Plans are very aware of these issues and have already begun discussions about reducing benefits to ensure sustainability as well as affordable contribution levels. The sponsors of some JSPPs have already reduced or eliminated the level of guaranteed inflation protection. The government will consult with stakeholders to ensure the framework builds on steps already taken by the parties.
Many Ontario public-sector employees, particularly in the university and electricity sectors, are members of single-employer pension plans. Under these plans, the employer is solely responsible for funding shortfalls. Employers typically contribute more than plan members — in some cases, two or three times more. When these plans are in deficit, as many of them are today, the difference between employee and employer pension costs grows even wider.
As with jointly sponsored pension plans, the government believes that single-employer public sector plan members should share the ongoing cost of their pension benefits equally with the employer. These increasing employer pension costs are absorbing funding that is critically needed for public services. The government will consider a variety of tools to enhance the sustainability of single-employer public-sector pension plans, while freeing up funds for public services. The government:
Many of Ontario’s defined benefit public-sector plans have a relatively small amount of assets and members (for example, about 50 plans have assets of less than $1 billion), and each one has its own investment management function. Not only does this duplicate costs and prevent economies of scale, but it also means that these plans cannot access higher-return investment opportunities that are available to larger investment pools.
A recent paper by Alexander Dyck and Lukasz Pomorski of the Rotman School of Management suggests the largest pension plans (those with average assets of $37 billion) outperform smaller plans (those with average assets of $1 billion), with up to half the difference due to lower cost of internal management.
“Larger plan size is associated with better performance of the entire pension plan portfolio. The effect is economically sizeable: returns on the largest plans are higher by 43 to 50 basis points per year.”
A. Dyck and L. Pomorski, ”Is Bigger Better? Size and Performance in Pension Plan Management,“ Rotman International Centre for Pension Management Research Paper, 2011.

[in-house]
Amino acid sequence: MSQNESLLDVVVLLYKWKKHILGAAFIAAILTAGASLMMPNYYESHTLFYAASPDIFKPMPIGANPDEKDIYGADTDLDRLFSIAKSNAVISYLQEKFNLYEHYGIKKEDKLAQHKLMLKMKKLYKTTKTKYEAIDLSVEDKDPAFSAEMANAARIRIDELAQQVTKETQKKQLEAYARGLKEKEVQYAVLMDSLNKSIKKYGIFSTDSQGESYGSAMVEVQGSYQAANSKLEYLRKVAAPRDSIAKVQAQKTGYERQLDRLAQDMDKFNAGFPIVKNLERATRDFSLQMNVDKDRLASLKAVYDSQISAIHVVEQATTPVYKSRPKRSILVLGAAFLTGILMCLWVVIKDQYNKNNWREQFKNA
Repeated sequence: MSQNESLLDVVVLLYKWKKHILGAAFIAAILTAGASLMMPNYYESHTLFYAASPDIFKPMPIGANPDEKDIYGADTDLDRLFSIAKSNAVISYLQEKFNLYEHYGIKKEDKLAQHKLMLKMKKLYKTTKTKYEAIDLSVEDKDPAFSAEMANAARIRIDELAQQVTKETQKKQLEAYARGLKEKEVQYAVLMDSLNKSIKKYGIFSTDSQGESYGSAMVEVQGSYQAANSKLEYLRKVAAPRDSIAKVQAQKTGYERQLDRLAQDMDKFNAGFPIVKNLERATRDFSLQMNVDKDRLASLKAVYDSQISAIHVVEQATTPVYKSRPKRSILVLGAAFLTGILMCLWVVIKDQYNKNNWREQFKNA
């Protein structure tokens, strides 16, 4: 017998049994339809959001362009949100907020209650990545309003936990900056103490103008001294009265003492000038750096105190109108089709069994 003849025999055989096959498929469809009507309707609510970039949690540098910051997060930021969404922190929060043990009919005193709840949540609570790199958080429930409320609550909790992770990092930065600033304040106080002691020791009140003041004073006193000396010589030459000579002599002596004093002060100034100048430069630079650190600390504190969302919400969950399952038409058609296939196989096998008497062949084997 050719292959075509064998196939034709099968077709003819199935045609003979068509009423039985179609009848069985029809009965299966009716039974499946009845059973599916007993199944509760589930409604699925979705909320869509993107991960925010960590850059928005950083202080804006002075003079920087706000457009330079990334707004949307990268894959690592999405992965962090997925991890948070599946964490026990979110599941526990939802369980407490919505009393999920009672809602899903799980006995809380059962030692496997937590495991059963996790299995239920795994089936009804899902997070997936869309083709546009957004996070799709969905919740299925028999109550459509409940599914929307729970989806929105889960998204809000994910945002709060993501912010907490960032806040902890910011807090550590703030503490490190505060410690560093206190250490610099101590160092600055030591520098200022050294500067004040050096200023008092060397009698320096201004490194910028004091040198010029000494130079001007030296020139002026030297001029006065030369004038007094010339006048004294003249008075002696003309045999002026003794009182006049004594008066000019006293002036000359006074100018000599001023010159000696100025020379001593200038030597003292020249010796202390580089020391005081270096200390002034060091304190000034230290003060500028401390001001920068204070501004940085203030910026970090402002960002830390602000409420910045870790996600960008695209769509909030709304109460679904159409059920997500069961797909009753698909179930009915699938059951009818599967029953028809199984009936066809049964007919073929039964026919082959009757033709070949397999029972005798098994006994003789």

These results suggest that higher returns generated through the consolidation of pension fund assets could benefit public-sector employers, plan members and taxpayers.
Other jurisdictions in Canada and internationally have identified benefits of pooling pension plan investments and created new entities to manage these pooled assets.
The government intends to introduce a legislative framework in the fall of 2012 that would facilitate the pooling of pension fund assets. This could be achieved either through a new investment management entity or by building on existing large public-sector pension plans.
This is a complex undertaking and the government will seek the best possible advice on key decisions such as leadership and potential governance models. The government will appoint an adviser to lead the implementation process. This individual will work with plans and other stakeholders to develop recommendations on a model for managing these pooled assets.
The adviser will work closely with individual plans to ensure that they are consulted on the new approach and have input into structural and leadership issues. The government intends to provide an appropriate transition period, which is critical to effect these changes.
As announced in 2010, Ontario is committed to improving the retirement income system through a two-track strategy, focusing on a modest, fully funded enhancement to the Canada Pension Plan (CPP), supplemented by pension innovation to expand retirement plan coverage and to encourage lower-cost savings options.
Ontario continues to support a modest, phased-in and fully funded enhancement to the CPP to help ensure adequate and predictable earnings replacement for future retirees. This change is the core element of an effective national retirement income system strategy.
Any CPP enhancement must be fully funded. Employees and their employers would pay for the additional benefits as they are earned, with full implementation occurring over a 40-year period.
Concerns have been raised about the timing and impact of an increase in contributions in the current challenging economic environment. The federal government and provinces need to develop a phase-in strategy that ensures that any changes from a CPP enhancement would be manageable for employers and employees. A notice period followed by a gradual phase-in would allow time for them to adjust to changes in the contribution rate. For example, in the 1997 CPP reforms, new contribution rates were phased in over a seven-year period.